There might be other countries whose laws violates the European Patent Convention, but if so I'm not aware of them.

    As for "not to apply them [...] without actually invalidating the patent", that is the only thing a court can do. The only ones that can invalidate a European Patent is the European Patent Office. As I said, there is no judicial oversight. And the precedent set by one court case is only valid in that jurisdiction, so another court might think differently.
    you are wrong in germany there are the same patent law as in EU and the EU+germany allow software parents if the pice of software act with hardware means an software binding to an pice of hardware .

    exapel for that is fat32,s3tc and so one.

    you can not patent a pure software allgoritm or software only the spezific interaction with an pice of hardware,.

    and in this point of view there is no different between EU and germany.

  6. #26
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    Quote Originally Posted by Qaridarium View Post
    you are wrong in germany there are the same patent law as in EU and the EU+germany allow software parents if the pice of software act with hardware means an software binding to an pice of hardware .

    exapel for that is fat32,s3tc and so one.

    you can not patent a pure software allgoritm or software only the spezific interaction with an pice of hardware,.

    and in this point of view there is no different between EU and germany.
    That is the fringe logic of the European Patent Office ("we don't grant a patent on the software algorithm, we are granting a patent on running the software algorithm on a general purpose computer") that has no basis in any EU Directive or the law of most member countries (Germany excluded).

    In Sweden (and most of EU) you couldn't patent the s3tc algorithm running on a computer. You could possibly patent a particular way of implementing it in hardware, but never a software implementation, including using general purpose shaders on a GPU, and any other way of implementing it in hardware would be fine.

    And the vfat patent is in no way tied to the HDD, it covers how store an alternative (long) file name in a directory structure without breaking compatibility with the old MS DOS implementation that only understand the original (8.3) file name. The only hardware it is "tied" to is the general purpose CPU that executes the code.

    While all patents granted by the European Patent Office technically is valid in the whole of the European Union, trying to sue anyone over the two patents you mentioned would be laughed out of court in any member country whose laws actually follow the European Patent Convention. At least if the defence manages to explain to the (possibly computer illiterate) judge what is going on.

  7. #27
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    Quote Originally Posted by Jonno View Post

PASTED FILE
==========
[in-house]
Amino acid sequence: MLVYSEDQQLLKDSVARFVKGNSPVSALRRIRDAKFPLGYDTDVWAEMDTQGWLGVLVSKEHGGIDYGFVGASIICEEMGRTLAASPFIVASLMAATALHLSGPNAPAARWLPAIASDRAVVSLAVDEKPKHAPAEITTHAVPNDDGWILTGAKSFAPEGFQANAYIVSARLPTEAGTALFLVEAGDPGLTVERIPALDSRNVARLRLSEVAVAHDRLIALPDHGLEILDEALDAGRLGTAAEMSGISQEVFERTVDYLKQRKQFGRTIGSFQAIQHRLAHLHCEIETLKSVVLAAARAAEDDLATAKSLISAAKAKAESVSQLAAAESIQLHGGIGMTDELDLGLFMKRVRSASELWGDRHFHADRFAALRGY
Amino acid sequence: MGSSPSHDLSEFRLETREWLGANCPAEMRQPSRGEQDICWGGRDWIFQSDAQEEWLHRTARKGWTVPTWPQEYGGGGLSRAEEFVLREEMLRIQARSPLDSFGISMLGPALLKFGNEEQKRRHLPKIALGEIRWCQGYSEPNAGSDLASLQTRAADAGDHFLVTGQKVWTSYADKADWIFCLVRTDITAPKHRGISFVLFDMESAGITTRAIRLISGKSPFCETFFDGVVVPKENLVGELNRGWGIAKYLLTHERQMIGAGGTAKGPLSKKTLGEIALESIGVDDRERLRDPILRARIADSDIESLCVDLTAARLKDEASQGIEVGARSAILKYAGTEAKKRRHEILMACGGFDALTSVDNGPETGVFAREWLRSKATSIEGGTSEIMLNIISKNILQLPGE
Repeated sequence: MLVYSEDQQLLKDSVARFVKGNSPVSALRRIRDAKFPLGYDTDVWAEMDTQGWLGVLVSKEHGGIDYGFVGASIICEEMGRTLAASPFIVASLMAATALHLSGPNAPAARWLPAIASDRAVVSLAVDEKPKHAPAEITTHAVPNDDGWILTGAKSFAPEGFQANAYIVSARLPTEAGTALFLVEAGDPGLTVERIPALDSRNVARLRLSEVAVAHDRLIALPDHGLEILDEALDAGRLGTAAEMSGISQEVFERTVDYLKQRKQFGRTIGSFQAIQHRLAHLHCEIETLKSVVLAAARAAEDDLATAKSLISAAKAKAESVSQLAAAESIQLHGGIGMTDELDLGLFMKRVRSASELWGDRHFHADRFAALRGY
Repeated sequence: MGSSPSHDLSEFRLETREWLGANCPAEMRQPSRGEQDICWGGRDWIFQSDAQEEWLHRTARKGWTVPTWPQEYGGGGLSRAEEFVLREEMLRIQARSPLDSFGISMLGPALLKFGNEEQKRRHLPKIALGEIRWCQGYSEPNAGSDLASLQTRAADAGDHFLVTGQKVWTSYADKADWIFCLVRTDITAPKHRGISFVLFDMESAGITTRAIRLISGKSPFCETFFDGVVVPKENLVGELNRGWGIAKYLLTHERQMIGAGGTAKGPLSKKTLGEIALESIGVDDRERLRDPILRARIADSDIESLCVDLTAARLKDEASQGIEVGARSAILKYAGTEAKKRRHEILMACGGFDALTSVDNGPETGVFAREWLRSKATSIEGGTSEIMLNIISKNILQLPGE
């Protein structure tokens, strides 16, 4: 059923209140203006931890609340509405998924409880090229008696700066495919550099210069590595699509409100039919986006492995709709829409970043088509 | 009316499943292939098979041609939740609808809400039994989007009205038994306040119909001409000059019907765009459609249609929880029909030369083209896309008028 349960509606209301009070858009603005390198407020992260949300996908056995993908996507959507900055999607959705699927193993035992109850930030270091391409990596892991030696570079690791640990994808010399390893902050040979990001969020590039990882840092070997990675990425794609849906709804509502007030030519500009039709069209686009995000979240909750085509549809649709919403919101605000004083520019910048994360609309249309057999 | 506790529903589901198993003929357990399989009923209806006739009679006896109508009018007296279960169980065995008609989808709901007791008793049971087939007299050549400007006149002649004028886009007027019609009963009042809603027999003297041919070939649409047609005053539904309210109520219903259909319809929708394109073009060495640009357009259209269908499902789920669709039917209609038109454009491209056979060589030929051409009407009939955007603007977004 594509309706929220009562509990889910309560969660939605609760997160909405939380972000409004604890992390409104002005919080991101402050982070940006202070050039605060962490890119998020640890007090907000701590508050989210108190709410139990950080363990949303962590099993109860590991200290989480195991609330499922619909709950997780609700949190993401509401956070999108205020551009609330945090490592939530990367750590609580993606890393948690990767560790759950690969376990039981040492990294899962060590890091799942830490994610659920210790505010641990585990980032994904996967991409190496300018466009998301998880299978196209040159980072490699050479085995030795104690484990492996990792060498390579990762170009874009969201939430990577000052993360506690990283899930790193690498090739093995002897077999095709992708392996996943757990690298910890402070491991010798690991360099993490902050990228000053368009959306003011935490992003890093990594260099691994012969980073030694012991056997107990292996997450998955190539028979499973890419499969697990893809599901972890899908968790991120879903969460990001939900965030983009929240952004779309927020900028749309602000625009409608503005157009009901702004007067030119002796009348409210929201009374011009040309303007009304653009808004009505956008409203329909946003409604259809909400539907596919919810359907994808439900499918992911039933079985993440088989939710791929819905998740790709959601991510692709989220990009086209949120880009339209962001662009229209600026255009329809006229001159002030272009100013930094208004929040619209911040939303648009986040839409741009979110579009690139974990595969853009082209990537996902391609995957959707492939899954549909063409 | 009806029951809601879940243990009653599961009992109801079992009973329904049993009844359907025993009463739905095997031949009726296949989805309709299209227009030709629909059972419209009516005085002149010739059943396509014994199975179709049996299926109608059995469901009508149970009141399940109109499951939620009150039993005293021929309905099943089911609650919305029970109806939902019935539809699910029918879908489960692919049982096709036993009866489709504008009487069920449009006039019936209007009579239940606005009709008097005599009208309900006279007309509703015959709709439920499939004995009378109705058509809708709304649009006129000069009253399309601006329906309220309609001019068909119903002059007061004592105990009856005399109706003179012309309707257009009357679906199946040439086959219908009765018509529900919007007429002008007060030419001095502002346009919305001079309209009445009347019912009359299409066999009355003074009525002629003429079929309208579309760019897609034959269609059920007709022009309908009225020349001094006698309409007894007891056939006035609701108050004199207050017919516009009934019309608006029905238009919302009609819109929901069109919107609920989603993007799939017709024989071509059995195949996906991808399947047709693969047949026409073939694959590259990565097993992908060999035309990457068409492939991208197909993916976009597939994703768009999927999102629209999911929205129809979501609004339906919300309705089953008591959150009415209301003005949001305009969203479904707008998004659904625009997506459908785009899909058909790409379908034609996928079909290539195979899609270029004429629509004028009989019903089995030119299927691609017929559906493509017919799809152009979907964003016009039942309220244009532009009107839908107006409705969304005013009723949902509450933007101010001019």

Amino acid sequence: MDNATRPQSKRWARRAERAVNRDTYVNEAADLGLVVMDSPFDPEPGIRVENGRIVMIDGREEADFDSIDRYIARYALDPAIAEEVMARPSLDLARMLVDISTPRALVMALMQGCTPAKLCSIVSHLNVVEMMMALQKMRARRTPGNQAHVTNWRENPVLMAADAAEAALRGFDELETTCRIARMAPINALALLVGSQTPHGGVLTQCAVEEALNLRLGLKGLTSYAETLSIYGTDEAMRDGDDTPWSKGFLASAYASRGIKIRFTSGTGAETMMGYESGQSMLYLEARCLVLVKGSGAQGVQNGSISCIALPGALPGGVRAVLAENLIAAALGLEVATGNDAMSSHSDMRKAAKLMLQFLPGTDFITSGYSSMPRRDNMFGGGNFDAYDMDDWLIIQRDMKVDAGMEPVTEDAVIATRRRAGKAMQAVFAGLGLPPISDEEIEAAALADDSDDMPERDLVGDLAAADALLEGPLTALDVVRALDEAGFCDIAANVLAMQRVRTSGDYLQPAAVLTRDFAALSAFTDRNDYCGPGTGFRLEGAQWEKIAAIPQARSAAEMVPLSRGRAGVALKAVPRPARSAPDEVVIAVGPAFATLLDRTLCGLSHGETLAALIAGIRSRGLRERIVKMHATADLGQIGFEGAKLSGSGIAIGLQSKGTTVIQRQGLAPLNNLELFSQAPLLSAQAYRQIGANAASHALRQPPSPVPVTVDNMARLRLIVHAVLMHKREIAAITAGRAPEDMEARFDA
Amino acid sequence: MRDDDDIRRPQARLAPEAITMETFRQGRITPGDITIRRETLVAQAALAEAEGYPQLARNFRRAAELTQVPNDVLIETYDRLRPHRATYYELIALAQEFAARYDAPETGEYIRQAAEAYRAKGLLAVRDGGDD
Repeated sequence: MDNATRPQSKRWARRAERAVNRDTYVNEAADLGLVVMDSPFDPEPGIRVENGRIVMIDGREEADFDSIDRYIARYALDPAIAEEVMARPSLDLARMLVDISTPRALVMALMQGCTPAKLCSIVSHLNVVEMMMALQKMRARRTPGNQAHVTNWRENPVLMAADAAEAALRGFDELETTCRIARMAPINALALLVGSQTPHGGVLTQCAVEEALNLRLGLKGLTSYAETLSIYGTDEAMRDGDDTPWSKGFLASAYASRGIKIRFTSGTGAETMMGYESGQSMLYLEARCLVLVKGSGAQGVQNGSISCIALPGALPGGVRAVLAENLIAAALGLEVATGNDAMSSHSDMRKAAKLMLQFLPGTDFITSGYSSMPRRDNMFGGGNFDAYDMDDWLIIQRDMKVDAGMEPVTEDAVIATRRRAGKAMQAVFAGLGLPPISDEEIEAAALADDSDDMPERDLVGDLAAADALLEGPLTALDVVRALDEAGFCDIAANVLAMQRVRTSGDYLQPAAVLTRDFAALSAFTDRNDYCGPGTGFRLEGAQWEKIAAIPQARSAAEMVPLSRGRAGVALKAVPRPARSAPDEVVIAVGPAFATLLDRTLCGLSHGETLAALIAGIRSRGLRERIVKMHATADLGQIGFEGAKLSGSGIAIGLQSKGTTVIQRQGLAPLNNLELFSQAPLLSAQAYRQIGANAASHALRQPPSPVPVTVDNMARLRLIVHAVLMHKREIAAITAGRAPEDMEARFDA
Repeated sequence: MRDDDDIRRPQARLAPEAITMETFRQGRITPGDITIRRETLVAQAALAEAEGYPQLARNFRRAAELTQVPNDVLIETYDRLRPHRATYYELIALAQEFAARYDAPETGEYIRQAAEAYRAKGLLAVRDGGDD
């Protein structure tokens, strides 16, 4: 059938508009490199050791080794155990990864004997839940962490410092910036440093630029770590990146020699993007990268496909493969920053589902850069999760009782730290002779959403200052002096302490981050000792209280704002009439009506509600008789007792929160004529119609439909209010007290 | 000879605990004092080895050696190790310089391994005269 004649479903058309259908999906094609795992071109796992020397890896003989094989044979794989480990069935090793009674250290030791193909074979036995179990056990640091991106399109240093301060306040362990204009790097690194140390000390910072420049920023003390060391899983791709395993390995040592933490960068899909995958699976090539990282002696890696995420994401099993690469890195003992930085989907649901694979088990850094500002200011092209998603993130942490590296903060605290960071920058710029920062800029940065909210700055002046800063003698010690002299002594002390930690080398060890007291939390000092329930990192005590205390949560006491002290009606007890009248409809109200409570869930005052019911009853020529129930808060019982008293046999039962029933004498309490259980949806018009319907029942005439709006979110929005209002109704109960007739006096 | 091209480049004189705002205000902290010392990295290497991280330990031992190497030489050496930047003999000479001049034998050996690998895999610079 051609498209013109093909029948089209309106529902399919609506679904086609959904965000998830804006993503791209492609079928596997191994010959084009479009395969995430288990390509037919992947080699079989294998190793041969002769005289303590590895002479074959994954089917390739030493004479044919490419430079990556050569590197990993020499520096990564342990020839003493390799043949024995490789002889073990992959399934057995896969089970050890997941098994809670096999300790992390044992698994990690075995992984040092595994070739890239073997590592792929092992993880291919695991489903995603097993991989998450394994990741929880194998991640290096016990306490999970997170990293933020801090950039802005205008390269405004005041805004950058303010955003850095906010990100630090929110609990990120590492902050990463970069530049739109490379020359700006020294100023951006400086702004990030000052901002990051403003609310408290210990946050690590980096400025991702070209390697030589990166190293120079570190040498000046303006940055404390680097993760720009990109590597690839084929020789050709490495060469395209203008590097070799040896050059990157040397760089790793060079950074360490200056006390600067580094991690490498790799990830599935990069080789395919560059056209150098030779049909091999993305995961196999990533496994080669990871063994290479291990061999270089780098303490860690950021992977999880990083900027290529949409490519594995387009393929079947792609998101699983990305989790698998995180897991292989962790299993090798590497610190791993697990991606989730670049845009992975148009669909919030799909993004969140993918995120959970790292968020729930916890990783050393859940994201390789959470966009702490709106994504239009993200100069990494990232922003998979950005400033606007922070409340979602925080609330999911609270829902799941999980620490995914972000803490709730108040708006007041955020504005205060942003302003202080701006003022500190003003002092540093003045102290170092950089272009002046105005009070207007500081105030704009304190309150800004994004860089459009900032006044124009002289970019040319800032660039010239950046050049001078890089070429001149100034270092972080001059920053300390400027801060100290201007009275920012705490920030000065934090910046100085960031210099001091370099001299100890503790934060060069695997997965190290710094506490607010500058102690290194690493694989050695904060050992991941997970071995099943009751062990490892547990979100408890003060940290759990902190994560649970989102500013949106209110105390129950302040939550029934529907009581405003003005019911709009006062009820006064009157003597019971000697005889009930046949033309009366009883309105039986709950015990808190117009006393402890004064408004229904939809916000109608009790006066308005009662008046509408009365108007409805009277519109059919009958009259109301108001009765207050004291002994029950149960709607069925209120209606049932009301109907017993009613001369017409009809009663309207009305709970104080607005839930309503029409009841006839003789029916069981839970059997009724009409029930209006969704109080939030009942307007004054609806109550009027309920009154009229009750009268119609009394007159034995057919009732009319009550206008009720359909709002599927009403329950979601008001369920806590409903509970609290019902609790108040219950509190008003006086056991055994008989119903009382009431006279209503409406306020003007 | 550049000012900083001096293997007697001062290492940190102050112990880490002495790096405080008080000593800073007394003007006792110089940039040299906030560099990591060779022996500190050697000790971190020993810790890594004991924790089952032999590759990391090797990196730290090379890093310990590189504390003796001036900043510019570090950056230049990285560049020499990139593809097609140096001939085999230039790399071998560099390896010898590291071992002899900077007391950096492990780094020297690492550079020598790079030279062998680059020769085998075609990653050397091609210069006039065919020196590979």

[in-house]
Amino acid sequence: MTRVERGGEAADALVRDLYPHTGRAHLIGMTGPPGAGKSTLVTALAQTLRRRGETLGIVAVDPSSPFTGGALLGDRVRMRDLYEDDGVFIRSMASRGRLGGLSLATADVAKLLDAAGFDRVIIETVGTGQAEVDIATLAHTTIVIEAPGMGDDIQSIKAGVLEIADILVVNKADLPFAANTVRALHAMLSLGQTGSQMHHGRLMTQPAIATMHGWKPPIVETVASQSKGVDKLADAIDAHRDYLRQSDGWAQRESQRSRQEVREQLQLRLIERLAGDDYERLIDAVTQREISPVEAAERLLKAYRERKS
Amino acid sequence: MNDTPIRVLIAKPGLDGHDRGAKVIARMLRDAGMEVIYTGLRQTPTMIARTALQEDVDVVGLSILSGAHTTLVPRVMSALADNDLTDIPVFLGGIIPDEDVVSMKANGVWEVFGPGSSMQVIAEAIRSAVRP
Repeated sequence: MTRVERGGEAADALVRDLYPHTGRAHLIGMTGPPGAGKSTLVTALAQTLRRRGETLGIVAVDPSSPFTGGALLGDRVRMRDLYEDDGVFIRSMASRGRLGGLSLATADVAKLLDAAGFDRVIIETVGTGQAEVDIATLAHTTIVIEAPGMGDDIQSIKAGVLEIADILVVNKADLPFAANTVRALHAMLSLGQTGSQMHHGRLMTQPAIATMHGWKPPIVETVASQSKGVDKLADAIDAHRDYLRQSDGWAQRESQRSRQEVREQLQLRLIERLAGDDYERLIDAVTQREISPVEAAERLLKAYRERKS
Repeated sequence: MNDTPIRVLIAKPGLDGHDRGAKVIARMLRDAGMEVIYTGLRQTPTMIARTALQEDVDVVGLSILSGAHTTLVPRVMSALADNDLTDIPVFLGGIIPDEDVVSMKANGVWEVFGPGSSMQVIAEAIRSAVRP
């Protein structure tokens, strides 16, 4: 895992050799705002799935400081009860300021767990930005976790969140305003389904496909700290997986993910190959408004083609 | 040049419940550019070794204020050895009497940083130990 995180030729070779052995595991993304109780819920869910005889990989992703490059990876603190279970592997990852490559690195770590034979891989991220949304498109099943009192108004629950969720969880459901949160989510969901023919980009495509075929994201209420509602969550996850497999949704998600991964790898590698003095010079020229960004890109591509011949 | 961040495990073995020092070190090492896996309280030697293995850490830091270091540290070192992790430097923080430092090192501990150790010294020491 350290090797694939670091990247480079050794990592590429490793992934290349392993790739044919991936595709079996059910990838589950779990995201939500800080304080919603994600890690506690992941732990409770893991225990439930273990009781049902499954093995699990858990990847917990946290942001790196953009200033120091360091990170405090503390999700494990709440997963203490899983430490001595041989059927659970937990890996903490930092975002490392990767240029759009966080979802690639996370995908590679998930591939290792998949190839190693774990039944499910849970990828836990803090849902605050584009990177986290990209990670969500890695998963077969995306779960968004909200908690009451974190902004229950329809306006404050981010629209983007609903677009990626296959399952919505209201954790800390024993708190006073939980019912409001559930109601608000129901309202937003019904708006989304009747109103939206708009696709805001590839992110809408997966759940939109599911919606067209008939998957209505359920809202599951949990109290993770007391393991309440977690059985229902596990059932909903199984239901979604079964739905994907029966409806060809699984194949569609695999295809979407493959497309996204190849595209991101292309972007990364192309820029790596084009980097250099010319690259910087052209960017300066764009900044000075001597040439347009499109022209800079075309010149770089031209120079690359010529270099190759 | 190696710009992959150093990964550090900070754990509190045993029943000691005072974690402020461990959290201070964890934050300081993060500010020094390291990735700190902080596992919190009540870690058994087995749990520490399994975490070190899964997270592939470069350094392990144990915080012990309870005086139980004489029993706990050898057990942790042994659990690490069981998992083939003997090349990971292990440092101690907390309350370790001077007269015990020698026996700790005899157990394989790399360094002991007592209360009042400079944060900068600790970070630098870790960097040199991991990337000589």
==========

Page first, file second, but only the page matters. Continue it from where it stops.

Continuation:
That is the fringe logic of the European Patent Office ("we don't grant a patent on the software algorithm, we are granting a patent on running the software algorithm on a general purpose computer") that has no basis in any EU Directive or the law of most member countries (Germany excluded).
    I think the easiest to understand argument against this faulty logic is that you don't actually need any hardware when it comes to illegal software patents. You can simply calculate the result of the 'patented' equation on a whiteboard in math class. You're the general purpose processor executing a mathematical function. And math is not patentable. A legitimate patent that describes a particular hardware design does not have this kind of argument against it. Then it is about the hardware, not the math.

  8. #28
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    Quote Originally Posted by pvtcupcakes View Post
    This won't be a problem for us Gentoo users.
    It won't be a problem for anyone who knows how to compile software or add a repository to their sources. SHUT UP you Gentoo elitists

  9. #29
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    I think merging this in is a good thing. It'll make it easier to maintain and eventually add it to default mesa builds when the patent/s on it either expire or get thrown out by courts (or legislative bodies) or an FOSS driver on a FOSS operating system exception is given.

  10. #30
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    have it only built if during the configure process an argument like --enable-patented.
    Hear hear, a voice of reason!

    It's about time maintainers and distros wake up to the fact there's a whole world beyond countries upholding software patents, and neither developers, nor users want to be constrained by stupid legislation. This MO worked fine for freetype, I'm sure it will work elsewhere where distros face similar problems.